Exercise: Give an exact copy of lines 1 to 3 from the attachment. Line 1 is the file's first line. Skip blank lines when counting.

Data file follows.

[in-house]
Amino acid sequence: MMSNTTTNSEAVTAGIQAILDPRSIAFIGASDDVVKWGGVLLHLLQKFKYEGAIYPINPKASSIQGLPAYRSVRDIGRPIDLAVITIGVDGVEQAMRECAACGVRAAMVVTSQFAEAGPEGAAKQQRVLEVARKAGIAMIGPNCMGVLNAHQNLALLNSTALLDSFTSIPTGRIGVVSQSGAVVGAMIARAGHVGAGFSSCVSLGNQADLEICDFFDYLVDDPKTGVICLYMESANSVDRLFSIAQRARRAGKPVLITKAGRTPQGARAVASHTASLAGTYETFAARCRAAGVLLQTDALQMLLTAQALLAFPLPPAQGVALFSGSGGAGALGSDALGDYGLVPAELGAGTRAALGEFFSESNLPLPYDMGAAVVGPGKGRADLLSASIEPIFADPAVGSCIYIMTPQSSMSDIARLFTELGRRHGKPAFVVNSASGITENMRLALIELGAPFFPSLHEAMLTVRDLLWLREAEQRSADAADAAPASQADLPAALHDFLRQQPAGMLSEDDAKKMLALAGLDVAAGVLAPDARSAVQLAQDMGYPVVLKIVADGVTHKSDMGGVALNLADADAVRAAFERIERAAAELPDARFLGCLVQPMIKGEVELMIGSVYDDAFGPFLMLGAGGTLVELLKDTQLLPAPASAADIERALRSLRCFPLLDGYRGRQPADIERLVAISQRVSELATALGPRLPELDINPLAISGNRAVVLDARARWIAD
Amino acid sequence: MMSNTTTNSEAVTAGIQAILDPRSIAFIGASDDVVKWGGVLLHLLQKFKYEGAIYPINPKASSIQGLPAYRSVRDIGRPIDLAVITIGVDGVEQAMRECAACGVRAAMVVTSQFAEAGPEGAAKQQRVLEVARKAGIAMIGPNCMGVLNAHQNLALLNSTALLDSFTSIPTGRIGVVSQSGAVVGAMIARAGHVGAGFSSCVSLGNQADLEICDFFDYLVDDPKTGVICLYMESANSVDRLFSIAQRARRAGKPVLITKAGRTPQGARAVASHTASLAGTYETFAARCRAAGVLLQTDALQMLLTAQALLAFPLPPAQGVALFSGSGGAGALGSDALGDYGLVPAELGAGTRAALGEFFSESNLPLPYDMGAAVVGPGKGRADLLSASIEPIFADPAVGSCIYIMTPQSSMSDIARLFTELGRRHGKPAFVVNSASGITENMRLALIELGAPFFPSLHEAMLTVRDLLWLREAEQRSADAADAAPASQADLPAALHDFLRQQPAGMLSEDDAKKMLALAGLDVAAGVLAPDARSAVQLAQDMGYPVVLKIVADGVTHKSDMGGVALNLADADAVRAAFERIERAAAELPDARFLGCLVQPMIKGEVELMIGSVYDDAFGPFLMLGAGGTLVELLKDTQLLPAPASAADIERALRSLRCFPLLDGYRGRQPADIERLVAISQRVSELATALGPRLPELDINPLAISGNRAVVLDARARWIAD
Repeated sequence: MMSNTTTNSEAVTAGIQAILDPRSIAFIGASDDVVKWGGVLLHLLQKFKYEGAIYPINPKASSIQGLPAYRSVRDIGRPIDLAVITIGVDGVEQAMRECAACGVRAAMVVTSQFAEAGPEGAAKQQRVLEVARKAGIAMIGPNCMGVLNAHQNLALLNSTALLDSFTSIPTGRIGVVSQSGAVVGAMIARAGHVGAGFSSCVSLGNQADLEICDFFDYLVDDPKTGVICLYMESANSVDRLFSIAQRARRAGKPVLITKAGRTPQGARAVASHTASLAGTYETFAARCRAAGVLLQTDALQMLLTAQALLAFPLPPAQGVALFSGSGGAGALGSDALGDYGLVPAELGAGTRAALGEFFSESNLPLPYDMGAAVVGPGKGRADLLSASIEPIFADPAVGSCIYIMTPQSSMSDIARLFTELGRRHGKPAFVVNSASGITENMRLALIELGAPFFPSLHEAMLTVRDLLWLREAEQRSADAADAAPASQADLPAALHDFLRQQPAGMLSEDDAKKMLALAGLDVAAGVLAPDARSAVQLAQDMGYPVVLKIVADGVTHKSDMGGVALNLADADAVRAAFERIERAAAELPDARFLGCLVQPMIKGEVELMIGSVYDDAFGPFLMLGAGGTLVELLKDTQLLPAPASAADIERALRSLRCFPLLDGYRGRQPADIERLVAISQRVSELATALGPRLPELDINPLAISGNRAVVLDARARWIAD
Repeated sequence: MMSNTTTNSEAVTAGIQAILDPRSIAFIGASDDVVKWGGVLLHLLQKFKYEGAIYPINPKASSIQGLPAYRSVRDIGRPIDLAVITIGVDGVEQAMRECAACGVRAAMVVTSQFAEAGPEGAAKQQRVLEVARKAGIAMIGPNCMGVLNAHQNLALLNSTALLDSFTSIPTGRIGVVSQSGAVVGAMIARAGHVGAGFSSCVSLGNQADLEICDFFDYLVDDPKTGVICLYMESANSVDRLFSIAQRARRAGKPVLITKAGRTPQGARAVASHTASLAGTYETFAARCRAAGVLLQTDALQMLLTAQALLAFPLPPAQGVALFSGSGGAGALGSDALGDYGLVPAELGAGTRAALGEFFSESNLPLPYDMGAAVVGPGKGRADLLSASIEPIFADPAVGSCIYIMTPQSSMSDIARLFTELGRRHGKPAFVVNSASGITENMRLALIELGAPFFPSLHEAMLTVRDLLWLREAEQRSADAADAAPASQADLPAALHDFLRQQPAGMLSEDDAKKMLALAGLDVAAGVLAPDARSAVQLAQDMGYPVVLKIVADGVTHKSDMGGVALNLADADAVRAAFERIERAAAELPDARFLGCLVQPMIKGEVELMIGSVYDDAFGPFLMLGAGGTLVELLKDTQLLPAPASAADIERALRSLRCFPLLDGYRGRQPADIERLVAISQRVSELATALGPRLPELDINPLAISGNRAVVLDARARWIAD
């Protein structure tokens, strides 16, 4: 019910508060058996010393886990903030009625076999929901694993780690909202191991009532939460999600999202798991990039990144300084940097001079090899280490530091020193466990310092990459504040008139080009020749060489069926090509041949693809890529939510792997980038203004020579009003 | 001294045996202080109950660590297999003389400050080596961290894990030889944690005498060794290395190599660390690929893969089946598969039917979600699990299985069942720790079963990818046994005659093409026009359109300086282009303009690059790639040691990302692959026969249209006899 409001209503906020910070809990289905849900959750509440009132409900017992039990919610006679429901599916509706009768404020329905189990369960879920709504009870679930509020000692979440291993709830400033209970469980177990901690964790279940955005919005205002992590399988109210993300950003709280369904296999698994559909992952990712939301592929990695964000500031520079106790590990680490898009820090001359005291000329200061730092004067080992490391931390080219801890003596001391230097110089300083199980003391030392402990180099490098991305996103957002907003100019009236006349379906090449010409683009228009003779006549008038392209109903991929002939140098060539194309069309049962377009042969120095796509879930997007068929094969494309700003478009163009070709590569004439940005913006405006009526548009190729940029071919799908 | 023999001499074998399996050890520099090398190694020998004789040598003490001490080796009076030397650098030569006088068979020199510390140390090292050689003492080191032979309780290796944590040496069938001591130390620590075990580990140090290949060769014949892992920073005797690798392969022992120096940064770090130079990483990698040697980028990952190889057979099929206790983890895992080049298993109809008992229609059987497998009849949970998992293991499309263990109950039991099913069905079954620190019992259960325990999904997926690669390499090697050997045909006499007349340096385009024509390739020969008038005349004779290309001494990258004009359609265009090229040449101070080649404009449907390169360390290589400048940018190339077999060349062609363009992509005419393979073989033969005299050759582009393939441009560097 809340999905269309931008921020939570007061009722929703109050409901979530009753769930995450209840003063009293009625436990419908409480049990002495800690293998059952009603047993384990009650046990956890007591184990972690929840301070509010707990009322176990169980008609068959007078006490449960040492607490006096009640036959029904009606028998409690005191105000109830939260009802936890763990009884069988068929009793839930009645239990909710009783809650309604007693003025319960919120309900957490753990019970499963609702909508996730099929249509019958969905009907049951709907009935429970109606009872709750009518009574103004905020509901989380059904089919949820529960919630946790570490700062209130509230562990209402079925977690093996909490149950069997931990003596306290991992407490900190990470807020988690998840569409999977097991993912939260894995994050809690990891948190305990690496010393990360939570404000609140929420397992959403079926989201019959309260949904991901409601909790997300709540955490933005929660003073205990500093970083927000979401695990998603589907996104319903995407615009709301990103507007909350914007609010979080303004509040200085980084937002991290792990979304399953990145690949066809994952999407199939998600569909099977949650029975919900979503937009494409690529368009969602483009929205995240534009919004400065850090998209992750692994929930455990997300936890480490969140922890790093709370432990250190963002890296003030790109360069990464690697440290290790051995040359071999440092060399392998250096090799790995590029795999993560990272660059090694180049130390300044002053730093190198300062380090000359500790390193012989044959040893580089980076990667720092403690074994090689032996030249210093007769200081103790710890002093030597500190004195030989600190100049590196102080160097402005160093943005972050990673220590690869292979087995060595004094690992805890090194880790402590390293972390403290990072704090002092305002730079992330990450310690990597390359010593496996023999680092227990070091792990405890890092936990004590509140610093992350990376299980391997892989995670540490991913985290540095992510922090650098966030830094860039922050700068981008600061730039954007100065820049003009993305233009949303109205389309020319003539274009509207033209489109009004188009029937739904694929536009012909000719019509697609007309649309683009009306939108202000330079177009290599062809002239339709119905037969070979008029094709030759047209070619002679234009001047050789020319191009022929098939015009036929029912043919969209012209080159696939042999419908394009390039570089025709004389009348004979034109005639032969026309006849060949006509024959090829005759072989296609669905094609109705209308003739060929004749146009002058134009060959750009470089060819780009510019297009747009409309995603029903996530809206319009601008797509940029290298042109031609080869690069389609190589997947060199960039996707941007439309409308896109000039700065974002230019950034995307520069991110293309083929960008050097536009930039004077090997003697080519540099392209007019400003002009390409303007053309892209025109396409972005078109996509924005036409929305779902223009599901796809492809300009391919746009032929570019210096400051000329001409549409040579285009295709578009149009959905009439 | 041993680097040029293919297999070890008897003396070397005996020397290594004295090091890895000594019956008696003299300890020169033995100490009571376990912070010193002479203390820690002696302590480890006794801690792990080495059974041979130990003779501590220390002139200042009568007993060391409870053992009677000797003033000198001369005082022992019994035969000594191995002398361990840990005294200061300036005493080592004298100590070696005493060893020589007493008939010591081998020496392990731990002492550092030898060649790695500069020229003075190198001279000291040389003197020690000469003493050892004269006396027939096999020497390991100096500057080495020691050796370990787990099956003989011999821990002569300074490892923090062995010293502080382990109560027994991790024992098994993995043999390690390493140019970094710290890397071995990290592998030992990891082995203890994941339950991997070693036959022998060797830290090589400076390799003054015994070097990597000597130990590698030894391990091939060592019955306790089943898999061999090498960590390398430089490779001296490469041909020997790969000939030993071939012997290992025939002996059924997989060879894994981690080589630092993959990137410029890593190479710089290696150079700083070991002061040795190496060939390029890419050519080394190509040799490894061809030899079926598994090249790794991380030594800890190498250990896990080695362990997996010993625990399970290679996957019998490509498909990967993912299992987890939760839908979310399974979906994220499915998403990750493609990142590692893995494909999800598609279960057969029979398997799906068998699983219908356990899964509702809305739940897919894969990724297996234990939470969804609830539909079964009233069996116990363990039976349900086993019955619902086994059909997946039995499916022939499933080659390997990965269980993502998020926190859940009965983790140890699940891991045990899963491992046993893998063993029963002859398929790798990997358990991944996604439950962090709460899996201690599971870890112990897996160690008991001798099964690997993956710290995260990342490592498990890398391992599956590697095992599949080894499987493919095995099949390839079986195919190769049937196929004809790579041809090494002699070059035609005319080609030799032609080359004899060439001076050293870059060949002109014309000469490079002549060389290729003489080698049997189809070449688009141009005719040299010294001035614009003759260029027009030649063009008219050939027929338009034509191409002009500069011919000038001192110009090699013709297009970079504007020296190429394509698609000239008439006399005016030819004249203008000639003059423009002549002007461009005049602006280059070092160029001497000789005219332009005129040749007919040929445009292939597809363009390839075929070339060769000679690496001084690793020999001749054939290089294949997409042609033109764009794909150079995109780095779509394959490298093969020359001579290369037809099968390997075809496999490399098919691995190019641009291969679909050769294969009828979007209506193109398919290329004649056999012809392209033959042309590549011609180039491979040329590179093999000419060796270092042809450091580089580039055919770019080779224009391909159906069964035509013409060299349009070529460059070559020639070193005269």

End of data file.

[in-house]
Amino acid sequence: MMSNTTTNSEAVTAGIQAILDPRSIAFIGASDDVVKWGGVLLHLLQKFKYEGAIYPINPKASSIQGLPAYRSVRDIGRPIDLAVITIGVDGVEQAMRECAACGVRAAMVVTSQFAEAGPEGAAKQQRVLEVARKAGIAMIGPNCMGVLNAHQNLALLNSTALLDSFTSIPTGRIGVVSQSGAVVGAMIARAGHVGAGFSSCVSLGNQADLEICDFFDYLVDDPKTGVICLYMESANSVDRLFSIAQRARRAGKPVLITKAGRTPQGARAVASHTASLAGTYETFAARCRAAGVLLQTDALQMLLTAQALLAFPLPPAQGVALFSGSGGAGALGSDALGDYGLVPAELGAGTRAALGEFFSESNLPLPYDMGAAVVGPGKGRADLLSASIEPIFADPAVGSCIYIMTPQSSMSDIARLFTELGRRHGKPAFVVNSASGITENMRLALIELGAPFFPSLHEAMLTVRDLLWLREAEQRSADAADAAPASQADLPAALHDFLRQQPAGMLSEDDAKKMLALAGLDVAAGVLAPDARSAVQLAQDMGYPVVLKIVADGVTHKSDMGGVALNLADADAVRAAFERIERAAAELPDARFLGCLVQPMIKGEVELMIGSVYDDAFGPFLMLGAGGTLVELLKDTQLLPAPASAADIERALRSLRCFPLLDGYRGRQPADIERLVAISQRVSELATALGPRLPELDINPLAISGNRAVVLDARARWIAD
Amino acid sequence: MMSNTTTNSEAVTAGIQAILDPRSIAFIGASDDVVKWGGVLLHLLQKFKYEGAIYPINPKASSIQGLPAYRSVRDIGRPIDLAVITIGVDGVEQAMRECAACGVRAAMVVTSQFAEAGPEGAAKQQRVLEVARKAGIAMIGPNCMGVLNAHQNLALLNSTALLDSFTSIPTGRIGVVSQSGAVVGAMIARAGHVGAGFSSCVSLGNQADLEICDFFDYLVDDPKTGVICLYMESANSVDRLFSIAQRARRAGKPVLITKAGRTPQGARAVASHTASLAGTYETFAARCRAAGVLLQTDALQMLLTAQALLAFPLPPAQGVALFSGSGGAGALGSDALGDYGLVPAELGAGTRAALGEFFSESNLPLPYDMGAAVVGPGKGRADLLSASIEPIFADPAVGSCIYIMTPQSSMSDIARLFTELGRRHGKPAFVVNSASGITENMRLALIELGAPFFPSLHEAMLTVRDLLWLREAEQRSADAADAAPASQADLPAALHDFLRQQPAGMLSEDDAKKMLALAGLDVAAGVLAPDARSAVQLAQDMGYPVVLKIVADGVTHKSDMGGVALNLADADAVRAAFERIERAAAELPDARFLGCLVQPMIKGEVELMIGSVYDDAFGPFLMLGAGGTLVELLKDTQLLPAPASAADIERALRSLRCFPLLDGYRGRQPADIERLVAISQRVSELATALGPRLPELDINPLAISGNRAVVLDARARWIAD